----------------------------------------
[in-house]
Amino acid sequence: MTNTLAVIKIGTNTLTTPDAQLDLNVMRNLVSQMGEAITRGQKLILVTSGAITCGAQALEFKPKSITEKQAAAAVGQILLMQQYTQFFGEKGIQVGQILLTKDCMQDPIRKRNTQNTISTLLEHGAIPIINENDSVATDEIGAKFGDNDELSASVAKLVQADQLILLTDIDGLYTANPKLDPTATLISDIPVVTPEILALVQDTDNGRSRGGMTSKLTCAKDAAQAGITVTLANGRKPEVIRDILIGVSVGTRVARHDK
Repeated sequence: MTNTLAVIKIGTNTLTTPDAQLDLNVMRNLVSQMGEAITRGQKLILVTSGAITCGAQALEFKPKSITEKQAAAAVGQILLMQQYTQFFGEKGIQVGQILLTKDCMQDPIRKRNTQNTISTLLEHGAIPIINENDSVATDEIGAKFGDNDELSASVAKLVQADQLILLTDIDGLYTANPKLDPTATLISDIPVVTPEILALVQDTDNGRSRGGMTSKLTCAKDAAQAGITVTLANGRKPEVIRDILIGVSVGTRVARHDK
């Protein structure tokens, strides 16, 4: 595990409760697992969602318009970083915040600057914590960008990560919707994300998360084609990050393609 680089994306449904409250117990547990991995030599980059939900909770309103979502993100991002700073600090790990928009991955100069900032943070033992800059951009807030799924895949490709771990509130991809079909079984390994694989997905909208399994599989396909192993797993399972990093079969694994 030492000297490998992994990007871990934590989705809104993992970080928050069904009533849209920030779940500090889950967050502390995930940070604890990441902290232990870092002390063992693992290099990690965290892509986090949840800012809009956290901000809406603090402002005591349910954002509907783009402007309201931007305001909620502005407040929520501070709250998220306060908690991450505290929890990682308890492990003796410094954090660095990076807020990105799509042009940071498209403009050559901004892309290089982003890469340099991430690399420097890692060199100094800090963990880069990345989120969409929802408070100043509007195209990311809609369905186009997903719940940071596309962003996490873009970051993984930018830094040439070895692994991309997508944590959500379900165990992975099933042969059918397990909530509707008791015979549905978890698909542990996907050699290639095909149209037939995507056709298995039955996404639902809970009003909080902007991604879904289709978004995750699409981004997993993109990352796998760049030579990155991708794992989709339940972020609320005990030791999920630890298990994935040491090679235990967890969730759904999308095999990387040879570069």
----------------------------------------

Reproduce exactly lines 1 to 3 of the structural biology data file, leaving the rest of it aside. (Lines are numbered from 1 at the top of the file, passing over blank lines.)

[in-house]
Amino acid sequence: MTNTLAVIKIGTNTLTTPDAQLDLNVMRNLVSQMGEAITRGQKLILVTSGAITCGAQALEFKPKSITEKQAAAAVGQILLMQQYTQFFGEKGIQVGQILLTKDCMQDPIRKRNTQNTISTLLEHGAIPIINENDSVATDEIGAKFGDNDELSASVAKLVQADQLILLTDIDGLYTANPKLDPTATLISDIPVVTPEILALVQDTDNGRSRGGMTSKLTCAKDAAQAGITVTLANGRKPEVIRDILIGVSVGTRVARHDK
Repeated sequence: MTNTLAVIKIGTNTLTTPDAQLDLNVMRNLVSQMGEAITRGQKLILVTSGAITCGAQALEFKPKSITEKQAAAAVGQILLMQQYTQFFGEKGIQVGQILLTKDCMQDPIRKRNTQNTISTLLEHGAIPIINENDSVATDEIGAKFGDNDELSASVAKLVQADQLILLTDIDGLYTANPKLDPTATLISDIPVVTPEILALVQDTDNGRSRGGMTSKLTCAKDAAQAGITVTLANGRKPEVIRDILIGVSVGTRVARHDK